These (‘seconds') are nice men who get along well and have fun even while they put in long hours — sometimes even up to 16 to 18 hours — each day. Sleep is always at a premium. They do rest by turns but the mind is seldom at peace. By Rakesh Rao.
For the third time in succession, the four-man army of Viswanathan Anand played its part to near-perfection. Peter Heine Nielsen, Rustam Kasimdzhanov, Radoslav Wojtaszek and Surya Shekhar Ganguly again accomplished the job entrusted to them after helping Anand tame Vladimir Kramnik and Veselin Topalov in the two previous World Championship title-clashes.
Anand's back-up men, better known as ‘seconds' in chess parlance, were hailed for their contribution in the match against Kramnik in 2008. The Russian, known for his meticulous match-preparation, faltered when faced with some quality opening study done by Anand and his team in Bonn.
Two years later, against Topalov in Sofia, Anand retained the same team. It came as a bit of a surprise since Kramnik and Topalov possess completely different styles of play. Kramnik is respected for his positional understanding over the board. Topalov is feared for his unusually aggressive approach in search of tactical possibilities. But Team Anand did enough to help the champion get over the line.
This time, against Gelfand, Anand showed his trust in the same quartet. His trust paid off yet again. Anand has reasons to have immense faith in the abilities of these players. Here the abilities go beyond chess. It is obvious that these players bond well, know their roles well and more importantly, know exactly what Anand expects of them.
As Anand once said, “We work for long hours. So personal equations are important. Then comes chess.”
Clearly, these are nice men who get along well and have fun even while they put in long hours — sometimes even up to 16 to 18 hours — each day. Sleep is always at a premium. They do rest by turns but the mind is seldom at peace.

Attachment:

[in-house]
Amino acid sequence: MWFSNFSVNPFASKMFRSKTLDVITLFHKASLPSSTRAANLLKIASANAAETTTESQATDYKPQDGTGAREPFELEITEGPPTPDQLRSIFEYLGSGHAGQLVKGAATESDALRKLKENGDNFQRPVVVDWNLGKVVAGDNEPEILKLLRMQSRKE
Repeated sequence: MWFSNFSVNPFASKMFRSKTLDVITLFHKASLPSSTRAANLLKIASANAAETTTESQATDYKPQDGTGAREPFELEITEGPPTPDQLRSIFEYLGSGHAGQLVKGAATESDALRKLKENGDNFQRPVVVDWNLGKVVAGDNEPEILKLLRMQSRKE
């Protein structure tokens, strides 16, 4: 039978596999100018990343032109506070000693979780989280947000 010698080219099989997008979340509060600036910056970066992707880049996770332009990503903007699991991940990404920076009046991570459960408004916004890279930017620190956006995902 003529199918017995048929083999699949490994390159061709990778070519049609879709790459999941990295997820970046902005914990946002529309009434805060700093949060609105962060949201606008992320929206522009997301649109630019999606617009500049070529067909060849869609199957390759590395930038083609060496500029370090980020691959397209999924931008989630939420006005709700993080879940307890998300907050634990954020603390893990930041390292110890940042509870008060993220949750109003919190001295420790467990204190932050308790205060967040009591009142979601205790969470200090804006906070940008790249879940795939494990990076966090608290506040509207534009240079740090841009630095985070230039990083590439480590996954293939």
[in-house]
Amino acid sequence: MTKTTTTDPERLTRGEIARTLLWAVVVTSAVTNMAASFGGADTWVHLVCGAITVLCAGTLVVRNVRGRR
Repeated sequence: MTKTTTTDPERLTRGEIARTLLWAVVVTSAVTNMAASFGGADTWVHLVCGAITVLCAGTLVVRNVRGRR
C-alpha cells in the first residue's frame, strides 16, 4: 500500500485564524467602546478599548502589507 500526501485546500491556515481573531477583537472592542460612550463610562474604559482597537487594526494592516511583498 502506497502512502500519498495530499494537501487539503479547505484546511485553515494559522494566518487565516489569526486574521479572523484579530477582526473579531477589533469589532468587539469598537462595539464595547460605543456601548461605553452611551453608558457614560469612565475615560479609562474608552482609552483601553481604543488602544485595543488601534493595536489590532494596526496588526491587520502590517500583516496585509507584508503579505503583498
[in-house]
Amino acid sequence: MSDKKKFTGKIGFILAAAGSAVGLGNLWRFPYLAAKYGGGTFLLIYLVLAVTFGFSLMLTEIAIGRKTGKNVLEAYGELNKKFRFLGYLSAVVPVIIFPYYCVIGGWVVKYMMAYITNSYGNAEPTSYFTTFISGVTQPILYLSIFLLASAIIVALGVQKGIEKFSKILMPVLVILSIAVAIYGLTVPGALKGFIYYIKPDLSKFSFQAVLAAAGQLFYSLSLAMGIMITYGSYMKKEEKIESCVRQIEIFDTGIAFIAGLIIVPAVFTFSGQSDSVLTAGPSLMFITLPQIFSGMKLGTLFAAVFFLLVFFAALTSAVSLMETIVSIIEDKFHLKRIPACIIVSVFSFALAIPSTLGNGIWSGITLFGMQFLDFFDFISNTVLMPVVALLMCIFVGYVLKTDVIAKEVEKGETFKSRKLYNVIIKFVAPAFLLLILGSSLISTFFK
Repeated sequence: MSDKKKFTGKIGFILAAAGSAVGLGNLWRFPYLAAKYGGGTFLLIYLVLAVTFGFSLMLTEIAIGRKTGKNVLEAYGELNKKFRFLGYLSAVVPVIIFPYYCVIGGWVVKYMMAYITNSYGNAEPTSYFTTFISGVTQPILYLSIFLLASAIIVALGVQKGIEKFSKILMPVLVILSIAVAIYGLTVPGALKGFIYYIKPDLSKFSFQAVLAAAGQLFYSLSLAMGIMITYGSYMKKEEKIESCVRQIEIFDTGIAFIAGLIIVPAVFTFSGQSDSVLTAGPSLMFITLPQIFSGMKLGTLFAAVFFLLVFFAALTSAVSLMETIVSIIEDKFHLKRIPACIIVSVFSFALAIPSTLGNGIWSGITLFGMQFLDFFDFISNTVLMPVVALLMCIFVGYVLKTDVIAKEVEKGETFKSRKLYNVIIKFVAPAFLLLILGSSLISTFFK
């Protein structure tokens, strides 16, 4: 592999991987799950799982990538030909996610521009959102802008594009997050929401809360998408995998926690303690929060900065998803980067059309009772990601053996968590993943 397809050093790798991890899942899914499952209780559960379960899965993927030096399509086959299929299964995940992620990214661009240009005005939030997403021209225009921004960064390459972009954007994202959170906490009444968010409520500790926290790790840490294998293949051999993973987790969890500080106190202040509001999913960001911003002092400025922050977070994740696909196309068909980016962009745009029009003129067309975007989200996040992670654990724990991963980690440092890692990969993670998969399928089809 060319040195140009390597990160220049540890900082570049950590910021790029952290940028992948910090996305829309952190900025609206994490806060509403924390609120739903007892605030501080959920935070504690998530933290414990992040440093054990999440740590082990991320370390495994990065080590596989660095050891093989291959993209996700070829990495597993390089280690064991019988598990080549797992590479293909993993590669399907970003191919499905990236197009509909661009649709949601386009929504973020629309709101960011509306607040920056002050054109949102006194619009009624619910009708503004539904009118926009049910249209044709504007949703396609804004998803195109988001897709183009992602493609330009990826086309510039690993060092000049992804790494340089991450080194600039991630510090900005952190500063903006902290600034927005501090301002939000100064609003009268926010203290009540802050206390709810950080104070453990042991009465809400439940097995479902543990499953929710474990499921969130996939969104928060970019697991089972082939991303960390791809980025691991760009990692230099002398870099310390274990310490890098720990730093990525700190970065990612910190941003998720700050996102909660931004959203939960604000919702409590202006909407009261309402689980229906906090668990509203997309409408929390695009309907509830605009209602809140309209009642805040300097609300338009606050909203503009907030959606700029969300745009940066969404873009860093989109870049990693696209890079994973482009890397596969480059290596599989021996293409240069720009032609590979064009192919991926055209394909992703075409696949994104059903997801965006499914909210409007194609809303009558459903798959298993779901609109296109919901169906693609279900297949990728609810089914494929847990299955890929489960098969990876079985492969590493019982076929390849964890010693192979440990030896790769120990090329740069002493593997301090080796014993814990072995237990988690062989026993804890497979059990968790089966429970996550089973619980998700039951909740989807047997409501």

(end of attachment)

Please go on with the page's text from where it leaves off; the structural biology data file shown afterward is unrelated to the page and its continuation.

But what exactly is expected from these ‘seconds'?
In effect, ‘seconds' are employed by a player to study the hundreds of games of the opponent in question in great detail. Since the opening moves of a game set up the middle-game and the resultant endgames, the main focus of the ‘seconds' remains the study of opening choices opted by the opponent in the past. Since each opening has several variations that follow every move, it takes meticulous computer-aided study by the team of ‘seconds' to let their player know what options to choose from.
Anand, for one, spent up to 10 hours a day thinking about each of this last three challengers in the months leading to the matches. “I must remember that he is thinking about what I am thinking about him.” These words from the champion reflect what all goes through the minds of the players before and during the match.
Nielsen, who had a quiet 39th birthday during the course of the match, has been a constant companion for Anand for years. The Dane's organised ways and knowing what is best for a player like Anand helps the team immensely.
“Peter would say, ‘Vishy won't do it because I know him'.” These words from Anand truly reflect his faith in the ability of the man.
Former FIDE World champion Rustam Kasimdzhanov, 32, is the problem finder of this team. Just when the other members appear relaxed about having cracked a puzzle, Kasimdzhanov takes over and comes up with questions that make the others start all over again. Anand feels the Uzbek keeps the rest on their toes.
Radoslav Wojtaszek, 25, contributes with his eye for sophistication and understanding of a given position. Anand was very impressed with his depth of preparation before he signed him up.
Finally, Surya Shekhar Ganguly, 29, had been on Anand's list even before the team was finalised. They had worked together through internet and Anand believed he would make a good ‘second'.
As Anand said, “There were others, too, who helped me but it won't be fair to name them but the team of ‘seconds' was unchanged.” And so did the result.
For all their hard work, what do they get? An agreed fee plus part of the million-dollar prize money!